GSMA mWomen Program

The digital divide is an ever increasing problem in developing countries as it becomes harder for the rural population to access new and improved ICTs.  In a similar fashion, another major source of the digital divide is the gender gap present in the developing countries due to economic and cultural barriers.  Today, women, in comparison to men, are noticeably less likely to have access to essential technological resources.  For example, mobile phones have become a major tool, providing “healthcare, banking services, agricultural and commodity pricing, literary training, and educational and employment opportunities.” Yet, as USAID points out, women encounter many challenges when trying to use or own mobile phones.  These challenges include amount of literacy, costs of products, need for the technology, and cultural attitudes.  Due to these barriers, the digital divide only increases when ICT initiatives are implemented.

For this reason, the GSMA mWomen Program was set up with a goal to “halve the mobile gender gap throughout the developing world, whereby 300 million fewer women than men own mobile phones.”  The mWomen Program was set up after GSMA conducted a report entitled “Women and Mobile: A Global Opportunity” in which they proved the existence of a gender gap in developing countries and also provided evidence of the positive impact ICTs such as mobile phones could have on women.  USAID gave an award of $500,000 to GMSA solely for research.  This money is being used to build a business case for women in the mobile industry.  For example, they determined that the 300 million women they plan to target could give mobile industries $13 billion in extra revenue each year.  In two years, the program already has a network of 115 countries helping with the research and is one of the first initiatives targeting women interaction in the mobile industry.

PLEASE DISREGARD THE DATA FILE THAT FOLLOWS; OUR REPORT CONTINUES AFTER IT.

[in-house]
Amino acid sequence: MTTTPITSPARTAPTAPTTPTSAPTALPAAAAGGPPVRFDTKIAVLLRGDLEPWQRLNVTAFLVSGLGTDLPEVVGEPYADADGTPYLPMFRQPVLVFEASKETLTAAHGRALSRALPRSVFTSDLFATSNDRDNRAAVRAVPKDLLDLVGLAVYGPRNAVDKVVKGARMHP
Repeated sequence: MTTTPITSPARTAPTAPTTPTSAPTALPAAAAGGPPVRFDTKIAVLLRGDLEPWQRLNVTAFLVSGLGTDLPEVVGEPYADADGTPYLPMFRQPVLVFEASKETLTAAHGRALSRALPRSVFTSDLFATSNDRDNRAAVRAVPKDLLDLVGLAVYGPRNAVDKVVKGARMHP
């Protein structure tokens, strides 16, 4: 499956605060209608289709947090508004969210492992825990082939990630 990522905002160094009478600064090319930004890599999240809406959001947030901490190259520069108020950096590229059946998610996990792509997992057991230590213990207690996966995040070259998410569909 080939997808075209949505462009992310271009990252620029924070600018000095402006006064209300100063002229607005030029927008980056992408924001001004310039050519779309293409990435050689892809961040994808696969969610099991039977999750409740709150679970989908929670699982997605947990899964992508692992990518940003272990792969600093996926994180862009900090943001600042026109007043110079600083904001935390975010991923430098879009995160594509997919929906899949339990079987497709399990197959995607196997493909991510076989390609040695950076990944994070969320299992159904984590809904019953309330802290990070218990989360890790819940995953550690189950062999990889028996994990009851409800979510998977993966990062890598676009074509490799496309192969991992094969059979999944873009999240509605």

In fact, on November 30, a new 3-year Global Development Alliance (GDA) was announced with the GSMA mWomen Program to further increase mobile usage amongst women in the developing world.  By partnering with many other organizations, the program has potential to make a great impact for the mobile industry.



One response to “GSMA mWomen Program

  • jessalynkunz

    Its nice to see a group doing their homework before trying to implement a project. I didn’t know that 300 million women could possibly contribute $13 billion each year to the mobile industry and I don’t feel like many people do. By helping a marginalized group in the ICT world, mobile companies can make huge gains. Hopefully with this sort of knowledge, GSMA can convince more organizations and companies to partner with them and they can begin effectively close the ICT gender gap.

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